You know, I can't give opinion -- I love it when guys give opinions. I don't want to mention who. There are certain guys, when they get to be elder statesmen, so to speak, get a -- start giving opinions on comedians.

If people show up and they laugh, they're doing great. You know.

But in my day, I've got to say, and as you know, it was your day too. In our day we went from -- we went into saloons. We couldn't cross over like you can today, get a television series and all of a sudden you're a major movie star, you know.

And, because it happens that quickly. I mean, in my -- and I'm not trying to do spilled milk, but in those days it was a little -- I think it was much tougher, because you got an image, and you were in a saloon. And it was tough to come out of a saloon and to get in films, and to maintain an image, you know.

KING: You made your hit here, right? Slate Brothers here?

RICKLES: Yeah, well -- and a little before that, too, in the Murray Franklin's ...

KING: Miami Beach.

RICKLES: ... in Miami Beach when you and I became ...

KING: Why I met you.

RICKLES: ... great friends, right.

And so there -- and Sinatra was a big part of it. And then Johnny Carson, who -- he gave you a chance, you know. When you sat down with Johnny -- as Dave does, you know, Dave does it.

But he would sit back and play with you, and make ...

KING: And then it happens.

RICKLES: Yeah, acts -- he would make you look good.

KING: Dean Martin was great for you, too.

RICKLES: Oh, Dean was -- Dean was something else.

KING: What was he like?

RICKLES: Well, let me tell you this. I used to sit in his dressing room, and he would have a nine iron in his hand. And I'd say, you know, Dean, tomorrow the wife and I are going to go to New York and we're going to have wonderful time.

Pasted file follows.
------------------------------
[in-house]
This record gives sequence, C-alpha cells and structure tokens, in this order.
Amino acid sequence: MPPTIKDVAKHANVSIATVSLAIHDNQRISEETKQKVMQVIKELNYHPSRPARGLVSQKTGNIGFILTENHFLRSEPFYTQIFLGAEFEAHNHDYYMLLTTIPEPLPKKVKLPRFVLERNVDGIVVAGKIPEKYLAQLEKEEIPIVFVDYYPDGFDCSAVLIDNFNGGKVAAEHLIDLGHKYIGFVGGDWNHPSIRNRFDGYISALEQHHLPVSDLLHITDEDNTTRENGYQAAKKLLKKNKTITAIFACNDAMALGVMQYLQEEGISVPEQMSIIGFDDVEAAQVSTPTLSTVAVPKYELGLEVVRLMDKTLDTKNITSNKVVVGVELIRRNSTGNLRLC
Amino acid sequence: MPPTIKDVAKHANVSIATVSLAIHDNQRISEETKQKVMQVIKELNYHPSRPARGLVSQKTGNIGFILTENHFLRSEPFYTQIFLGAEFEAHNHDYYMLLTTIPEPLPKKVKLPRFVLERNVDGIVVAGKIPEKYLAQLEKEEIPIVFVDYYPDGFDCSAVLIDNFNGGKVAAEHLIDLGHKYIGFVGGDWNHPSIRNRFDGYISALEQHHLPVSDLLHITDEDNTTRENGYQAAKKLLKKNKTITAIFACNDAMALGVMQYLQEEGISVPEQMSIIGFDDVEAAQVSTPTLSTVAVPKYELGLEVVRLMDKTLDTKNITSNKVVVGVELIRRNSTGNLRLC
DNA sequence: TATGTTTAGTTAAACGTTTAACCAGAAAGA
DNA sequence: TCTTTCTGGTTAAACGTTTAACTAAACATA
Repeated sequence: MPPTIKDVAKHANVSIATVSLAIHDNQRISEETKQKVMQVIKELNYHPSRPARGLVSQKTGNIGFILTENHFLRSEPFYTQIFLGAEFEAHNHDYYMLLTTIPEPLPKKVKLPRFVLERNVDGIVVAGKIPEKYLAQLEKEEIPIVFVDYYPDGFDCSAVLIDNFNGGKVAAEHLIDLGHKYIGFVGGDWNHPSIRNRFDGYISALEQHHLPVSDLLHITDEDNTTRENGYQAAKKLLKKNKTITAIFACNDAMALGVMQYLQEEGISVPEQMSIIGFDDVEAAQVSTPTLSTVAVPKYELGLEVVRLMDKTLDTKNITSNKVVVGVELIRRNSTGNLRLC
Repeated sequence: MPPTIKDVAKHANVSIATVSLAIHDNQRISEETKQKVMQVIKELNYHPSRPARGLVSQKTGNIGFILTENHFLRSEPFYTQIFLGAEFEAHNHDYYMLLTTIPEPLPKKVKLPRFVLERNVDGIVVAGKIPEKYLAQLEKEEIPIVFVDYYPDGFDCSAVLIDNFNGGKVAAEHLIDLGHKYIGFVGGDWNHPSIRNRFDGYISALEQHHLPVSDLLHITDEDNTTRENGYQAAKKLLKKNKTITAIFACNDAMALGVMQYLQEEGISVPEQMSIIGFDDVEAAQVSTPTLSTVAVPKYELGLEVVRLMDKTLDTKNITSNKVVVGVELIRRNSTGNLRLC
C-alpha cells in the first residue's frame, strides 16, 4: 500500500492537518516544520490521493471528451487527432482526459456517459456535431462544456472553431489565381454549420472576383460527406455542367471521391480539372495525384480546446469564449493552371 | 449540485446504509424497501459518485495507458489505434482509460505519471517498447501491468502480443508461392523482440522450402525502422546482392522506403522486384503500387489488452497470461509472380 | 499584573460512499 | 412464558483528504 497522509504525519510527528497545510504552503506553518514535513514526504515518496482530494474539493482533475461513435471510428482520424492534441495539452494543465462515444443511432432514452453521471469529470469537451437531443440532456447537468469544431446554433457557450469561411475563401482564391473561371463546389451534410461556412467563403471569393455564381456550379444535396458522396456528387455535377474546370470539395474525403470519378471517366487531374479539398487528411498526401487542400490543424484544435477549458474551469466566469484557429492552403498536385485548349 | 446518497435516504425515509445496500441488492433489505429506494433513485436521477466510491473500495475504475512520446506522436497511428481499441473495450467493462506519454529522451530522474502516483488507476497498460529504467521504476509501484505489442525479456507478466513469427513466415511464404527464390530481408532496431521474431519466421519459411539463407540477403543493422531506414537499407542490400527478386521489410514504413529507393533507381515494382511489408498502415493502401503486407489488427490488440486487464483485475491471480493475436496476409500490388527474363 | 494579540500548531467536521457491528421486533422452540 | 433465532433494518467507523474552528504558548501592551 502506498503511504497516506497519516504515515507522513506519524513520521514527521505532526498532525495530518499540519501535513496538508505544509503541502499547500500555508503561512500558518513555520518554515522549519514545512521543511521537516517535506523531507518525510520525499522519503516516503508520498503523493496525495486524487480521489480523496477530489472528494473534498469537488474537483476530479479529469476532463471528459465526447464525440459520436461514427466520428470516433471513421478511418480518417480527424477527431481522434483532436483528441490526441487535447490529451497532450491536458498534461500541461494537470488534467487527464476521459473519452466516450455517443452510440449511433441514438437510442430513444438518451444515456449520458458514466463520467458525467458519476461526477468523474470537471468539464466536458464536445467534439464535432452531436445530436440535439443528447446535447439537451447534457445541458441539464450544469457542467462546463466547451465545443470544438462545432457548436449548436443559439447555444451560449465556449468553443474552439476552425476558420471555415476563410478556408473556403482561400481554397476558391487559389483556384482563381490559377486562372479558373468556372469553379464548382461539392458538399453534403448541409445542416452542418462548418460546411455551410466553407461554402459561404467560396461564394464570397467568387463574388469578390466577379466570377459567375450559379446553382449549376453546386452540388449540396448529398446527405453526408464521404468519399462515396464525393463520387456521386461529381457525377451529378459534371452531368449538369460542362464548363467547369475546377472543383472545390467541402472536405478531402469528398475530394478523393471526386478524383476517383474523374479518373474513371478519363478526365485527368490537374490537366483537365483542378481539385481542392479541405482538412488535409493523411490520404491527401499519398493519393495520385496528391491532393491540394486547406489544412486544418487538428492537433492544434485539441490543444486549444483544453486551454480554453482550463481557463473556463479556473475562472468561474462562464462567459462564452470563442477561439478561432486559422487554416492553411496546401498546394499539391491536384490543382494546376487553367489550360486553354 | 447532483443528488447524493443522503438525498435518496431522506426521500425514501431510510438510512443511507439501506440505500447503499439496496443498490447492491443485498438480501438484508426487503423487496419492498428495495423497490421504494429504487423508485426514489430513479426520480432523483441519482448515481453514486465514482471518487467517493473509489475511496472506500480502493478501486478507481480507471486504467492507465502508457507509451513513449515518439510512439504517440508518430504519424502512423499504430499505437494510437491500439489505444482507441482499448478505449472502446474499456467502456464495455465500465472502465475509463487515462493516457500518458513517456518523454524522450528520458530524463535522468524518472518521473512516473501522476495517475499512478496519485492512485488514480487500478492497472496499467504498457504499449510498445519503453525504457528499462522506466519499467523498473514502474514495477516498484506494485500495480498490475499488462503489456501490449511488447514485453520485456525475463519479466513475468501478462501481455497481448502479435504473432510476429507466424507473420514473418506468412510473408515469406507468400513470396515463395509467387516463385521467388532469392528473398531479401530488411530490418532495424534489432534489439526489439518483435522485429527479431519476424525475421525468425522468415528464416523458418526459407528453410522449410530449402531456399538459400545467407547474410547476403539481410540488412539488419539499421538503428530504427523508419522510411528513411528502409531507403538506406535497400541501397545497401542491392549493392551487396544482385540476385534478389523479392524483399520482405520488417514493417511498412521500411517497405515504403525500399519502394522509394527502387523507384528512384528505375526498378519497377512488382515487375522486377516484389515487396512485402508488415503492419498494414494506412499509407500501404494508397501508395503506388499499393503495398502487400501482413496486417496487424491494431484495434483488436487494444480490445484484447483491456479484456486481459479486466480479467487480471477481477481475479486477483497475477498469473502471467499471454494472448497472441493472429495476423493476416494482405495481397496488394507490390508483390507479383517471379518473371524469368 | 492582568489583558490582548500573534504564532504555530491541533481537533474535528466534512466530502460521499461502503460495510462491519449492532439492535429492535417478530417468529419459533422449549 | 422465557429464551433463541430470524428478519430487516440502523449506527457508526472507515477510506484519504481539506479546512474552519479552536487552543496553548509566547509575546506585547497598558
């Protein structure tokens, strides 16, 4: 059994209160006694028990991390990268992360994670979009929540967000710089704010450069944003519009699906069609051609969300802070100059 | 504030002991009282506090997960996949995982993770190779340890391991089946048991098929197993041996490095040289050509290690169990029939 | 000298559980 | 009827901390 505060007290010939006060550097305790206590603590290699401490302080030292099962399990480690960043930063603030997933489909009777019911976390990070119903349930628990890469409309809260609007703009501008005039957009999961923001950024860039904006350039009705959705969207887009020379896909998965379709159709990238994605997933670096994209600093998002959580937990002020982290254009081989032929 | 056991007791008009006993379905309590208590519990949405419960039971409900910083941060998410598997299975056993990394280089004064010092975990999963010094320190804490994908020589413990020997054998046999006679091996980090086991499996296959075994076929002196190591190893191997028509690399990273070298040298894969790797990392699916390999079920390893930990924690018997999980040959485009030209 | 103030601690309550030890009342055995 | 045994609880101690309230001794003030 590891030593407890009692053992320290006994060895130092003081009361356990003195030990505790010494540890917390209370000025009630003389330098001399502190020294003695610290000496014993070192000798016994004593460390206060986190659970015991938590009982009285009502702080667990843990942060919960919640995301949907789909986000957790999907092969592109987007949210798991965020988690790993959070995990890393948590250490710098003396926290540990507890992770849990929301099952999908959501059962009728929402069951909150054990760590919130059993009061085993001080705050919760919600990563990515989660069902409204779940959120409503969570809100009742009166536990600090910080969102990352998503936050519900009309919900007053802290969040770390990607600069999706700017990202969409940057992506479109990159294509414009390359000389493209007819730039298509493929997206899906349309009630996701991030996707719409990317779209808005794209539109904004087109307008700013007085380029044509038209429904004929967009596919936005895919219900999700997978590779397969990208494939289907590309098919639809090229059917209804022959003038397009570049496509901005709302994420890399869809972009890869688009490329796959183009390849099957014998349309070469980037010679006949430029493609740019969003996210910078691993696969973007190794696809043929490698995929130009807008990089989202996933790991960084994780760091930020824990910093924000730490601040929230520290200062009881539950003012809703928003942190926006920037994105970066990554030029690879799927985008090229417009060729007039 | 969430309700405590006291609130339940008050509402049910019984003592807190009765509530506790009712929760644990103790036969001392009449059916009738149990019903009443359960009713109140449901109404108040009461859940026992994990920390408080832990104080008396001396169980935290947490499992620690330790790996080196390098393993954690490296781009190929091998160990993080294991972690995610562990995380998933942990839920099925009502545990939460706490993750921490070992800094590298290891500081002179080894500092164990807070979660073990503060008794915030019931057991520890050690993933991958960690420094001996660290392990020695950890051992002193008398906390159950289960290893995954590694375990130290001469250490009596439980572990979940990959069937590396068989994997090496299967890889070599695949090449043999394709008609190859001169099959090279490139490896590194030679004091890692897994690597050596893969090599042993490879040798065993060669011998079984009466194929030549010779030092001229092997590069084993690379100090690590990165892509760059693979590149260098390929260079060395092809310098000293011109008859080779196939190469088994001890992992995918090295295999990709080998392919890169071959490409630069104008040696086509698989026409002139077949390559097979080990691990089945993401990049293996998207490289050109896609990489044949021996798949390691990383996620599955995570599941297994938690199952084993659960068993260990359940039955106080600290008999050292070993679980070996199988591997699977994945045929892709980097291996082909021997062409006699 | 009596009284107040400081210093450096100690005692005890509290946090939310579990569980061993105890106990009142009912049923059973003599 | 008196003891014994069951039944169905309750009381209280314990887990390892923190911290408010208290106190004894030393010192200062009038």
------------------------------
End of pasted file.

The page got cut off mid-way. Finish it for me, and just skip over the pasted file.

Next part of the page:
I'm going to take this nine iron. I'm going to hit about 25 yards. Where you going?

You could take a nap talking to him. But he was charming. He was just a laid back kind of guy. In show business, he let it all happen to himself.

KING: Those Willis (ph) tapes.


KING: A lot of times, there was no audience there, right?

RICKLES: Yeah. Right.

KING: I mean, you would just come in and ...

RICKLES: Greg Garrison would hold up a ...

KING: ... take you ...


RICKLES: ... Greg Garrison, who was the greatest. He was the producer. He'd hold up a sign saying, Orson Welles. And I'd pretend Orson Welles was there.

Orson, how are you! You're getting a little heavier.

And there was nobody. I was talking to myself.


RICKLES: But they -- but now the great thing is, I'm doing an infomercial. I'm going to be the host ...

KING: Of what?

RICKLES: ... of the Dean Martin roasts. They're making me the host, and I'm going to tell stories, as I'm talking to you now.

KING: That's great.

RICKLES: Yeah, and we're going to ...

KING: No, I've seen the ...


KING: ... they have infomercials for them.


KING: It doesn't have a host. They just have a voice ...

RICKLES: Well, Rich Little did some. And now they've asked me to do, and I'm very excited about it.